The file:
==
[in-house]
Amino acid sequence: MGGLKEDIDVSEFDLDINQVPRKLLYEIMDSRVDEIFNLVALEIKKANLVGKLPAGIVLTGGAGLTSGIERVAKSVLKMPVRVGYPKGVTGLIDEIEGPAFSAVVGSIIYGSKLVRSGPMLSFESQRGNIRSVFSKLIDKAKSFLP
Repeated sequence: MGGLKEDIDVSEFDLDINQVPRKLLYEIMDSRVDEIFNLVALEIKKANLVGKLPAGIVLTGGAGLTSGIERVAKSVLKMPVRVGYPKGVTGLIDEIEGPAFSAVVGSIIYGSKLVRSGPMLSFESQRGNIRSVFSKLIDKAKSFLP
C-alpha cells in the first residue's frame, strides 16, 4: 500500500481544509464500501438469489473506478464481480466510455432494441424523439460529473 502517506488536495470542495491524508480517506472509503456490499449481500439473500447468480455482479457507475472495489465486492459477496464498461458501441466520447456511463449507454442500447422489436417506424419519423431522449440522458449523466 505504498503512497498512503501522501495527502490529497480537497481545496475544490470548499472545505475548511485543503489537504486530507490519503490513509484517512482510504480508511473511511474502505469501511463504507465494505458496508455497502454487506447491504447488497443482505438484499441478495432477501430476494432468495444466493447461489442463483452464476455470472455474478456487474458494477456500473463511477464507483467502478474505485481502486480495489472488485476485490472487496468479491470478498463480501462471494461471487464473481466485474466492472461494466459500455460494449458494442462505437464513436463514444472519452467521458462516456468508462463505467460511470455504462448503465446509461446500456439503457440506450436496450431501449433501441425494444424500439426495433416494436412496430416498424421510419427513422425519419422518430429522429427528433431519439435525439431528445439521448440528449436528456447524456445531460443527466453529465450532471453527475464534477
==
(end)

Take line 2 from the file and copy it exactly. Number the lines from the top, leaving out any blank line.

Amino acid sequence: MGGLKEDIDVSEFDLDINQVPRKLLYEIMDSRVDEIFNLVALEIKKANLVGKLPAGIVLTGGAGLTSGIERVAKSVLKMPVRVGYPKGVTGLIDEIEGPAFSAVVGSIIYGSKLVRSGPMLSFESQRGNIRSVFSKLIDKAKSFLP